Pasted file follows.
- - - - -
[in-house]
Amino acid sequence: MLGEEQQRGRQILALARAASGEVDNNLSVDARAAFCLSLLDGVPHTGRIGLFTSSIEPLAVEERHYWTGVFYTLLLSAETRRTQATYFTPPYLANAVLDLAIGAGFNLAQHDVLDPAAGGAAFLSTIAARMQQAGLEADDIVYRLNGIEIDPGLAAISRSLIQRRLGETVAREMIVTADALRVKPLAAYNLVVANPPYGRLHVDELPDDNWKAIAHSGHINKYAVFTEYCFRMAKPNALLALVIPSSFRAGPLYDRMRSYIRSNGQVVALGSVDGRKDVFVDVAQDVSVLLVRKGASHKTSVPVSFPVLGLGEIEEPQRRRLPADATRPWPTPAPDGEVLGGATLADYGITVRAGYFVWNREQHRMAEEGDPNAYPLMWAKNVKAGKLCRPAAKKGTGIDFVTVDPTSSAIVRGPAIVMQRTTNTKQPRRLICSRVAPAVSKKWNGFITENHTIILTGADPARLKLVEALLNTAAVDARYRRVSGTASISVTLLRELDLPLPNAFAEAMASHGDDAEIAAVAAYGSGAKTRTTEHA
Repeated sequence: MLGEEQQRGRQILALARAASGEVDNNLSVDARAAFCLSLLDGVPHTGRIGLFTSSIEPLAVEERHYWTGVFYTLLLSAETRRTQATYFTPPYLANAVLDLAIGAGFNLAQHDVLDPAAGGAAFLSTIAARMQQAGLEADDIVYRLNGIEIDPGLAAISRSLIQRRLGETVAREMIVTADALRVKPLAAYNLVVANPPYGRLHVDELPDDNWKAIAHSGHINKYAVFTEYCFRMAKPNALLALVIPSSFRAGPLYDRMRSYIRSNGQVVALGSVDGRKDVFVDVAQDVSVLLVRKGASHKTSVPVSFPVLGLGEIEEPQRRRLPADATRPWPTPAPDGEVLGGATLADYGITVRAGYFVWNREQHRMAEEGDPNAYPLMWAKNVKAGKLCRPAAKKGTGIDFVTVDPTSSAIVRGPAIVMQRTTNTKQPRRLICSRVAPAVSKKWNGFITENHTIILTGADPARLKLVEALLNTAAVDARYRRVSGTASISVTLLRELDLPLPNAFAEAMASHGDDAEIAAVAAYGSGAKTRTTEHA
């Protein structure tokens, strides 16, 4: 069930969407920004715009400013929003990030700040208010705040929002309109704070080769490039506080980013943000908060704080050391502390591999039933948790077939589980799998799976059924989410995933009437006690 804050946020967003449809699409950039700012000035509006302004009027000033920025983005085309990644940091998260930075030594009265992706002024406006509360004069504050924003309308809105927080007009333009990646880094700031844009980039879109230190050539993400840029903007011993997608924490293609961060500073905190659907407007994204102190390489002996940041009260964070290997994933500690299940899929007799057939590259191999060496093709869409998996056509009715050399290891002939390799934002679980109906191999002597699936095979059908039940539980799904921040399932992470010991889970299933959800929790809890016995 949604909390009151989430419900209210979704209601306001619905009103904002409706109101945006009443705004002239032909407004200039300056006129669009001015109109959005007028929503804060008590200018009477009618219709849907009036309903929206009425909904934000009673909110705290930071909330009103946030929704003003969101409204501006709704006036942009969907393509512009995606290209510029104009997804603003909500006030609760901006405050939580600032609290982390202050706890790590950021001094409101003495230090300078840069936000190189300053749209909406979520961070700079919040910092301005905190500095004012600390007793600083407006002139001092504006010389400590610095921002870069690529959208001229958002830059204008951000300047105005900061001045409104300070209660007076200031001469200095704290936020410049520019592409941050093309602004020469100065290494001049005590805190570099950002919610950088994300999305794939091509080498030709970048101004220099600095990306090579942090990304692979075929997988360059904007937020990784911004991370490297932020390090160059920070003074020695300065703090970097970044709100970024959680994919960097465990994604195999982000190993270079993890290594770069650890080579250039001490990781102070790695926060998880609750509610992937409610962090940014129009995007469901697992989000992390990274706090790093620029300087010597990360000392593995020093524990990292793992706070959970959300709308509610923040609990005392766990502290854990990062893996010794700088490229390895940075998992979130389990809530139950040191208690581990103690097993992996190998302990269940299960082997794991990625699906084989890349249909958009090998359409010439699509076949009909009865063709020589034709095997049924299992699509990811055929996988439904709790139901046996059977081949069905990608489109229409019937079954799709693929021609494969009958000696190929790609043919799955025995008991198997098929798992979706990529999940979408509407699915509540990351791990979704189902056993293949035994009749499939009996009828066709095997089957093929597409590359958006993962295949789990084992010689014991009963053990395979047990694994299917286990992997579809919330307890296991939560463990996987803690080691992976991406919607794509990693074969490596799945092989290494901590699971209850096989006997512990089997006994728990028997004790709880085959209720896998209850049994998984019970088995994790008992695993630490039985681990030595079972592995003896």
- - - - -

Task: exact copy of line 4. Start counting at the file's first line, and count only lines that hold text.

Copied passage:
């Protein structure tokens, strides 16, 4: 069930969407920004715009400013929003990030700040208010705040929002309109704070080769490039506080980013943000908060704080050391502390591999039933948790077939589980799998799976059924989410995933009437006690 804050946020967003449809699409950039700012000035509006302004009027000033920025983005085309990644940091998260930075030594009265992706002024406006509360004069504050924003309308809105927080007009333009990646880094700031844009980039879109230190050539993400840029903007011993997608924490293609961060500073905190659907407007994204102190390489002996940041009260964070290997994933500690299940899929007799057939590259191999060496093709869409998996056509009715050399290891002939390799934002679980109906191999002597699936095979059908039940539980799904921040399932992470010991889970299933959800929790809890016995 949604909390009151989430419900209210979704209601306001619905009103904002409706109101945006009443705004002239032909407004200039300056006129669009001015109109959005007028929503804060008590200018009477009618219709849907009036309903929206009425909904934000009673909110705290930071909330009103946030929704003003969101409204501006709704006036942009969907393509512009995606290209510029104009997804603003909500006030609760901006405050939580600032609290982390202050706890790590950021001094409101003495230090300078840069936000190189300053749209909406979520961070700079919040910092301005905190500095004012600390007793600083407006002139001092504006010389400590610095921002870069690529959208001229958002830059204008951000300047105005900061001045409104300070209660007076200031001469200095704290936020410049520019592409941050093309602004020469100065290494001049005590805190570099950002919610950088994300999305794939091509080498030709970048101004220099600095990306090579942090990304692979075929997988360059904007937020990784911004991370490297932020390090160059920070003074020695300065703090970097970044709100970024959680994919960097465990994604195999982000190993270079993890290594770069650890080579250039001490990781102070790695926060998880609750509610992937409610962090940014129009995007469901697992989000992390990274706090790093620029300087010597990360000392593995020093524990990292793992706070959970959300709308509610923040609990005392766990502290854990990062893996010794700088490229390895940075998992979130389990809530139950040191208690581990103690097993992996190998302990269940299960082997794991990625699906084989890349249909958009090998359409010439699509076949009909009865063709020589034709095997049924299992699509990811055929996988439904709790139901046996059977081949069905990608489109229409019937079954799709693929021609494969009958000696190929790609043919799955025995008991198997098929798992979706990529999940979408509407699915509540990351791990979704189902056993293949035994009749499939009996009828066709095997089957093929597409590359958006993962295949789990084992010689014991009963053990395979047990694994299917286990992997579809919330307890296991939560463990996987803690080691992976991406919607794509990693074969490596799945092989290494901590699971209850096989006997512990089997006994728990028997004790709880085959209720896998209850049994998984019970088995994790008992695993630490039985681990030595079972592995003896």